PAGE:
Work underway on new south Huron development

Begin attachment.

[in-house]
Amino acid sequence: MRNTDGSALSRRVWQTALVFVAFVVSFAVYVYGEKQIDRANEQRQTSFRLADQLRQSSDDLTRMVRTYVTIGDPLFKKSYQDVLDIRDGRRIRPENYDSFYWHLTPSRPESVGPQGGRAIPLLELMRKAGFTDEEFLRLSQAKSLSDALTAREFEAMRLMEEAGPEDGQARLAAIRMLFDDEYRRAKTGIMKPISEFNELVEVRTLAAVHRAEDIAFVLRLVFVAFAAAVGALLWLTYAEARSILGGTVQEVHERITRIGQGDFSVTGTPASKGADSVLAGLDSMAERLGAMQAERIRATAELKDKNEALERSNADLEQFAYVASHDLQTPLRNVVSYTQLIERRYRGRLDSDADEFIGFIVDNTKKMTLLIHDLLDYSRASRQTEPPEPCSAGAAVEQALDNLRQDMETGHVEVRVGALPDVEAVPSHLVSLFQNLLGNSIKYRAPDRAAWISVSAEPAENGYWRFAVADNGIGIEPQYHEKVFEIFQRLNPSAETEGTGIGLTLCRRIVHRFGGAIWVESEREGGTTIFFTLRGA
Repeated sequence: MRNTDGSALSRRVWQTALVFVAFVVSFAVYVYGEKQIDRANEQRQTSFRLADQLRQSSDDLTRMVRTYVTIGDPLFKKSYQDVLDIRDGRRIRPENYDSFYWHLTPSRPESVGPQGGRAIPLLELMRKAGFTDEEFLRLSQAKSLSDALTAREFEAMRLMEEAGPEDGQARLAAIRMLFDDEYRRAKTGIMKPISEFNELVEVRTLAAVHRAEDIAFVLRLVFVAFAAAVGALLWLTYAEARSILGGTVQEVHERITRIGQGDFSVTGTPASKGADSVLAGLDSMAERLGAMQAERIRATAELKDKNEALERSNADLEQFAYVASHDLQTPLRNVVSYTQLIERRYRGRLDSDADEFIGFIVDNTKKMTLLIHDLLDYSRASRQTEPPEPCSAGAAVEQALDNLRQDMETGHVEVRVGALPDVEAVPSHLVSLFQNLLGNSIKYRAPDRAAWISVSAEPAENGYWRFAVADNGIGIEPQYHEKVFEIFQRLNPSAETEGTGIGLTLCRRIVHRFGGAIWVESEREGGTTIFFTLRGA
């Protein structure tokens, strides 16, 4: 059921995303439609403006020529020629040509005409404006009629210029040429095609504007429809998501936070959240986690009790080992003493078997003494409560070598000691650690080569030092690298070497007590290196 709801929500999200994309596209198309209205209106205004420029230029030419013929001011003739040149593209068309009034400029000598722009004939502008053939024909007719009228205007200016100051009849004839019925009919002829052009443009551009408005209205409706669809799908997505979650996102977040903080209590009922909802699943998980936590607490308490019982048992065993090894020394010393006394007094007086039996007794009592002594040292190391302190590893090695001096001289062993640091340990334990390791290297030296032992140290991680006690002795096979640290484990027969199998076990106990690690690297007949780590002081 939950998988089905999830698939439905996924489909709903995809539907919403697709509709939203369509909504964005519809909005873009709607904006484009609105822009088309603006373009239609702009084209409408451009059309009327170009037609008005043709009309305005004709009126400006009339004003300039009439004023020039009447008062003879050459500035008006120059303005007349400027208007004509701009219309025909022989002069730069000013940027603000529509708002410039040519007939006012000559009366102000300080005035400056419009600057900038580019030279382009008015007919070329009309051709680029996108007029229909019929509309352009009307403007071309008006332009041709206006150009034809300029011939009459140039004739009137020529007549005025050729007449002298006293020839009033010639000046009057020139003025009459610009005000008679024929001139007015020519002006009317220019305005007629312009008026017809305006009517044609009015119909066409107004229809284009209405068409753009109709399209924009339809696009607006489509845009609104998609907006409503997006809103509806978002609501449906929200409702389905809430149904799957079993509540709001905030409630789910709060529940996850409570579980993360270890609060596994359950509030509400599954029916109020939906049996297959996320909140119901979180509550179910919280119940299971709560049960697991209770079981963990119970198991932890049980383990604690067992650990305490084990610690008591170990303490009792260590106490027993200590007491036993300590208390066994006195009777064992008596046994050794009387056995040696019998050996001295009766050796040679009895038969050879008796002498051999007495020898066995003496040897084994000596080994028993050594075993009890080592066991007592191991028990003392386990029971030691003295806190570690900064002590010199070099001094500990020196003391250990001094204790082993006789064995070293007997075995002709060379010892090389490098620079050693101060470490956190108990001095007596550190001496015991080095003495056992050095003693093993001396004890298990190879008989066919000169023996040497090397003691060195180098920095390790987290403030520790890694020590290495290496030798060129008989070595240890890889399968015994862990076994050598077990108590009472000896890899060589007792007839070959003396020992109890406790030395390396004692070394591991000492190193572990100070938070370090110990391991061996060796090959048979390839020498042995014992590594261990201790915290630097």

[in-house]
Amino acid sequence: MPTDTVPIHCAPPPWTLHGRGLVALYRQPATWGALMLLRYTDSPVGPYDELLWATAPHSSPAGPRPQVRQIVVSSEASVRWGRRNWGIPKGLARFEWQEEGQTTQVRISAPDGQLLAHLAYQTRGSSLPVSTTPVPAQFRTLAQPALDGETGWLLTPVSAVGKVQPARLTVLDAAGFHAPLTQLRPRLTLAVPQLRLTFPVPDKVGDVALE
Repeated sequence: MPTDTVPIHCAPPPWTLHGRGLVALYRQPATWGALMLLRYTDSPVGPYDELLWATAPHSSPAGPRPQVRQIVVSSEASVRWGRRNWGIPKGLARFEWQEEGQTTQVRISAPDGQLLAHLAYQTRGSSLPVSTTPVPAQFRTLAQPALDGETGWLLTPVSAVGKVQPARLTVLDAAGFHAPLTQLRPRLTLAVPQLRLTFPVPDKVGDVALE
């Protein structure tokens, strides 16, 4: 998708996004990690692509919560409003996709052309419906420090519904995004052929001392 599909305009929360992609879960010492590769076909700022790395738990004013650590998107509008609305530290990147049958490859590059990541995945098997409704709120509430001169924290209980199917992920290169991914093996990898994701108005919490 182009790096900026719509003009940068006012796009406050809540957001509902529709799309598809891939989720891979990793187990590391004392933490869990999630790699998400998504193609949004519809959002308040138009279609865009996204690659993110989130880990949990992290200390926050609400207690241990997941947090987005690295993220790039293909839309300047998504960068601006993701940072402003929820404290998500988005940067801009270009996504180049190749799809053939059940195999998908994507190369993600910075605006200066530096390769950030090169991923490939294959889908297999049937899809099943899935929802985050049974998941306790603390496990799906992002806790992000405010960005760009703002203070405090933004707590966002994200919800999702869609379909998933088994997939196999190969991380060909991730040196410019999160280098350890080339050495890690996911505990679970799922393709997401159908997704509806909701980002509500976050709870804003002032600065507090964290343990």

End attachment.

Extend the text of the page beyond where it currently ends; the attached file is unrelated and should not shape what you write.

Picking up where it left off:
HURON — A significant amount of dirt has been shifted and the vague outlines of streets and sidewalks can be seen in a new development on the east side of Highway 37, between Coborn’s and the United Methodist Church. It is the first stage in a process that began more than five years ago, when Beadle County got the property back from a failed development project, according to Jim Borszich, the executive director of the Greater Huron Development Corporation (GHDC), which is the developing the property. “The county did get the property back and held a sale where nobody came forward to purchase it,” Borszich said earlier this week while discussing the new project. Now, GHDC, the City of Huron and a development company in Harbor Springs, Mich., own the property as far east as Idaho Ave, in the development. “We are working right now on the first step,” Borszich said. “Water mains, sewers and storm sewers are in process, as well as the street and the sidewalk work that you can see.” When the infrastructure work is completed, the area will be fully prepared for the next step. “Right now, there are two lots on the south and west that are owned by Iverson Motors,” Borszich said. It is the area where the car dealer has prominently displayed cars, trucks and trailers during the S.D. State Fair. “The other development company is a firm called Haan Development,” Borszich said. Haan Development owns the property on the west side of Idaho Avenue, from 21st Street, south to where 24th Street will bisect the new development. “I can speak on the record that Haan intends to construct a 48-unit subsidized senior living area,” Borszich said, “as they have requested letters of support from GHDC and from the City of Huron. It is a matter of public record with the city, so we can talk about it.” Borszich added that trees between where the development will take place and the existing Coborn’s store, where there is also a small pool of water, will be reworked to eliminate what is right now a breeding ground for mosquitoes. “As far as the remainder of the properties,” Borszich said, “all I can say is that we are in discussions with many entities who have expressed an interest in the area. As you can imagine, those discussions are held in the strictest confidence until completed.” Borszich said that he hopes to be able to discuss the fruits of those discussions in the coming months, as agreements are finalized. The whole development is costing GHDC $3.4 million and will be repaid through a Tax Increment Financing (TIF) District that was approved earlier this year by the city. “The TIF requires that construction begin within the first five years,” Borszich said. “The amount of the TIF for GHDC is repaid by the difference in the property tax as it is now and what it becomes after it is developed. The life of a TIF is 20 years,” he said. “With the discussions we are having, we are forecasting that we will have our TIF paid off in 16 or 17 years.” The quicker that a business moves into the site, makes improvements and raises that property’s value and thus its property tax, the quicker the GHDC obligation is paid off. “I am very enthused about the talks we have had with the different entities,” Borszich said. “I think this will be a great thing for the city when it gets up and running.” The addition of 250 jobs at Dakota Provisions that was announced earlier this week, along with the payroll influx that it will bring, makes a strong impression on the potential businesses as well, Borszich said. “When you hear about 250 jobs, you can generally tack on about 10 percent for other ancillary jobs - jobs that will come from having more people,” Borszich said. “Plus, it shows prospects that Huron has a viable economic base.”

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